Sir Henry Wotton

Sir Henry Wotton
Short Name: Sir Henry Wotton
Full Name: Wotton, Henry, Sir, 1568-1639
Birth Year: 1568
Death Year: 1639

Wotton, Sir Henry, M.A., born in Kent in 1568, and educated at New and at Queen's Colleges, Oxford. After spending nine years on the Continent, on his return he became secretary to Robert, Earl of Essex, with whom he continued until Essex was committed for high treason, when he retired to Florence. There he became known to the Grand Duke of Tuscany, and was sent by him, in the name of "Octavio Baldi," with letters to James VI., King of Scotland, in which the king was informed of a design against his life. On succeeding to the English throne James knighted Wotton and sent him as ambassador to the Republic of Venice. In 1623 he was made Provost of Eton (having previously taken Deacon's Orders). He died in 1639. His works include The Elements of Architecture, Parallel between the Earl of Essex and the Duke of Buckingham, Essay on Education, &c. His poems and other matters found in his manuscripts were published posthumously by Izaak Walton in 1651, as Reliquiae Wottonianae. This has been several times reprinted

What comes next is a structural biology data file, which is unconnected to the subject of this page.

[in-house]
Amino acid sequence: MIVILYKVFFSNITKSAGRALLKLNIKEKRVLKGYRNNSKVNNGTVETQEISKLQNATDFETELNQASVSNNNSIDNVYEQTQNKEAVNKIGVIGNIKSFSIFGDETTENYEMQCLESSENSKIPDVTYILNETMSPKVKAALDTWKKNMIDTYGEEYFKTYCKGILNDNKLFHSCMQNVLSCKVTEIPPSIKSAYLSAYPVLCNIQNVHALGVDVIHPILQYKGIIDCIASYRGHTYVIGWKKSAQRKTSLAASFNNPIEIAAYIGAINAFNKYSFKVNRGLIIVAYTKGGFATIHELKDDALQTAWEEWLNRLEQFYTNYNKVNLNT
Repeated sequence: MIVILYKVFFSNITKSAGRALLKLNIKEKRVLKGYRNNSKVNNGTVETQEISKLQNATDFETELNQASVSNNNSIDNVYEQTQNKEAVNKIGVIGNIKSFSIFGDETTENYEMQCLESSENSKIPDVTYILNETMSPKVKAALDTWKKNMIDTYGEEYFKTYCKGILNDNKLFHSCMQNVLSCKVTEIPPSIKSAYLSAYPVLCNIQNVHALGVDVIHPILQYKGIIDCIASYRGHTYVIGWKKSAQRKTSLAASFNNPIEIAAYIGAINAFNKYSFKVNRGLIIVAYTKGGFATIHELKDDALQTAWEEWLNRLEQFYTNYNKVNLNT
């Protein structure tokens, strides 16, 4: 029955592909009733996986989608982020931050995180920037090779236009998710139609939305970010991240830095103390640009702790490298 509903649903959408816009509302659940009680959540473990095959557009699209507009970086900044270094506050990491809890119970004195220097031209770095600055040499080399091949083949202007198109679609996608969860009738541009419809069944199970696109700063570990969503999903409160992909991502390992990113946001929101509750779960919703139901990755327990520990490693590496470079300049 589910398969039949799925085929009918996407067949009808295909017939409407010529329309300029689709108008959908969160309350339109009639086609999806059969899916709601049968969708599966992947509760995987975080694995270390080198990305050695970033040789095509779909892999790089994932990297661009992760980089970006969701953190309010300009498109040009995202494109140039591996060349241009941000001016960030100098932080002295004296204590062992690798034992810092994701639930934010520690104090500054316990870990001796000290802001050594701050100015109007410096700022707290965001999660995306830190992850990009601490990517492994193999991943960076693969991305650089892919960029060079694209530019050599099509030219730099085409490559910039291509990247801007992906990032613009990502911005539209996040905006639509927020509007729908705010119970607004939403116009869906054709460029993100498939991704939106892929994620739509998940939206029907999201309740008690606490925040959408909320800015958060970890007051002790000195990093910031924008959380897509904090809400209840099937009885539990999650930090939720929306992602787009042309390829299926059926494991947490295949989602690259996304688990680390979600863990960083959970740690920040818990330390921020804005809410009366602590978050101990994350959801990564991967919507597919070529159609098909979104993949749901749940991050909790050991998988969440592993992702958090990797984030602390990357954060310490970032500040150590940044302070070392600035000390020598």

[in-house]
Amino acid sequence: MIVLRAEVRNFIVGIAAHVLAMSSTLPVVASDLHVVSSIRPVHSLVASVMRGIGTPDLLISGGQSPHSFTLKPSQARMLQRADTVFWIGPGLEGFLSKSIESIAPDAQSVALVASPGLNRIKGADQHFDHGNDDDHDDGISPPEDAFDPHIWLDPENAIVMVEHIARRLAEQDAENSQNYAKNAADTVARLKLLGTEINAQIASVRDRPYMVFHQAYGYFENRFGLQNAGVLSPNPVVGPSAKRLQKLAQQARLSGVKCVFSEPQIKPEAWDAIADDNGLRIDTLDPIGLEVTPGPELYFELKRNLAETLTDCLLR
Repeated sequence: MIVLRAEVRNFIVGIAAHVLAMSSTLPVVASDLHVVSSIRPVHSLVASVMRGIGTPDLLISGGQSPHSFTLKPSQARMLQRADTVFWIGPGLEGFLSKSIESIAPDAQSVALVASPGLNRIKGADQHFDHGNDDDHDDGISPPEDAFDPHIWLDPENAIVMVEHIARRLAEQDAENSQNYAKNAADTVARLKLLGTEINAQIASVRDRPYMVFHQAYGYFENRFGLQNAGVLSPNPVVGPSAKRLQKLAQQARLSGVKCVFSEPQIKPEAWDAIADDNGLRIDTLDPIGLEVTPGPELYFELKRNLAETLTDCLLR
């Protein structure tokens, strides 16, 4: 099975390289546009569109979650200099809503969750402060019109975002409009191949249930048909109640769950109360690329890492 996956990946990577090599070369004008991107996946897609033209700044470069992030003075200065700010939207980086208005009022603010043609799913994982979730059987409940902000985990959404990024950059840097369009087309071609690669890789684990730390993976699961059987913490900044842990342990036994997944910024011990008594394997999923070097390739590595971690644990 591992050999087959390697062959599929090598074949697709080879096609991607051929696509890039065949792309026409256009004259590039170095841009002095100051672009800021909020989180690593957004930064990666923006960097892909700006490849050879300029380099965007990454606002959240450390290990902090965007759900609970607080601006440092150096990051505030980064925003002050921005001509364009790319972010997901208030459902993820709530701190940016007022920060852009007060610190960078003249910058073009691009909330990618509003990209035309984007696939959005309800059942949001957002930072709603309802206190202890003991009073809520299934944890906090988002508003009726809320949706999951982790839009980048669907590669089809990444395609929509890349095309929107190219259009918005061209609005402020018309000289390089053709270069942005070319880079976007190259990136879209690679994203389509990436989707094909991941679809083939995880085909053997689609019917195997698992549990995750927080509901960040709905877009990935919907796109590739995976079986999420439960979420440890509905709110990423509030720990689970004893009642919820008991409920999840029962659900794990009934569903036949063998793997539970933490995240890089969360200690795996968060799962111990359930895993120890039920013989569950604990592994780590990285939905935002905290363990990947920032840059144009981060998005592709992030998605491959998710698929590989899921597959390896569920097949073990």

--John Julian, Dictionary of Hymnology (1907)

Wikipedia Biography

Sir Henry Wotton (/ˈwʊtən/; 30 March 1568 – December 1639) was an English author, diplomat and politician who sat in the House of Commons in 1614 and 1625. He is often quoted as saying, "An ambassador is an honest gentleman sent to lie abroad for the good of his country." (Wotton said that when on a mission in Augsburg, in 1604.)

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